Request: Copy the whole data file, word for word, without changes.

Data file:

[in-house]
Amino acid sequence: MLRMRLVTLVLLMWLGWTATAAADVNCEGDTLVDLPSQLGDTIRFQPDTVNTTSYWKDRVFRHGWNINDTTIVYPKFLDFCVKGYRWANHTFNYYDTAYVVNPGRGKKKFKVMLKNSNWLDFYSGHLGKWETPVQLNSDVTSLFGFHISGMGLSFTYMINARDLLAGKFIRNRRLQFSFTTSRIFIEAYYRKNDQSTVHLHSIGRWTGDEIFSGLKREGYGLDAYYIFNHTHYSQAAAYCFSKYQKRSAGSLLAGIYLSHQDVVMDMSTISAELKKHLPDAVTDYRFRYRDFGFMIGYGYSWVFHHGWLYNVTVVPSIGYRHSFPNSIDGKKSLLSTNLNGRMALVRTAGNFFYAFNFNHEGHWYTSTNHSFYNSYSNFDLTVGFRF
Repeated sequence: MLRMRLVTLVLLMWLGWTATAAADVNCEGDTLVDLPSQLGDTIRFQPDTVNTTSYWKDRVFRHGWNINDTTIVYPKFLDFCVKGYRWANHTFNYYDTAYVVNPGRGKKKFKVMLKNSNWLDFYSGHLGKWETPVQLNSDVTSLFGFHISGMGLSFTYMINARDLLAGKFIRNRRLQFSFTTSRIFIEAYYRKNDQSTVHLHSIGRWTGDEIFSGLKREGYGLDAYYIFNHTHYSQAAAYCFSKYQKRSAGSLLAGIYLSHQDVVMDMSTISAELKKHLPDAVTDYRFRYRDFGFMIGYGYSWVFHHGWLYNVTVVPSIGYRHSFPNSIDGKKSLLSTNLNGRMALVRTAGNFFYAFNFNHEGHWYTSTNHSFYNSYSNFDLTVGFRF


[in-house]
Amino acid sequence: MLRMRLVTLVLLMWLGWTATAAADVNCEGDTLVDLPSQLGDTIRFQPDTVNTTSYWKDRVFRHGWNINDTTIVYPKFLDFCVKGYRWANHTFNYYDTAYVVNPGRGKKKFKVMLKNSNWLDFYSGHLGKWETPVQLNSDVTSLFGFHISGMGLSFTYMINARDLLAGKFIRNRRLQFSFTTSRIFIEAYYRKNDQSTVHLHSIGRWTGDEIFSGLKREGYGLDAYYIFNHTHYSQAAAYCFSKYQKRSAGSLLAGIYLSHQDVVMDMSTISAELKKHLPDAVTDYRFRYRDFGFMIGYGYSWVFHHGWLYNVTVVPSIGYRHSFPNSIDGKKSLLSTNLNGRMALVRTAGNFFYAFNFNHEGHWYTSTNHSFYNSYSNFDLTVGFRF
Repeated sequence: MLRMRLVTLVLLMWLGWTATAAADVNCEGDTLVDLPSQLGDTIRFQPDTVNTTSYWKDRVFRHGWNINDTTIVYPKFLDFCVKGYRWANHTFNYYDTAYVVNPGRGKKKFKVMLKNSNWLDFYSGHLGKWETPVQLNSDVTSLFGFHISGMGLSFTYMINARDLLAGKFIRNRRLQFSFTTSRIFIEAYYRKNDQSTVHLHSIGRWTGDEIFSGLKREGYGLDAYYIFNHTHYSQAAAYCFSKYQKRSAGSLLAGIYLSHQDVVMDMSTISAELKKHLPDAVTDYRFRYRDFGFMIGYGYSWVFHHGWLYNVTVVPSIGYRHSFPNSIDGKKSLLSTNLNGRMALVRTAGNFFYAFNFNHEGHWYTSTNHSFYNSYSNFDLTVGFRF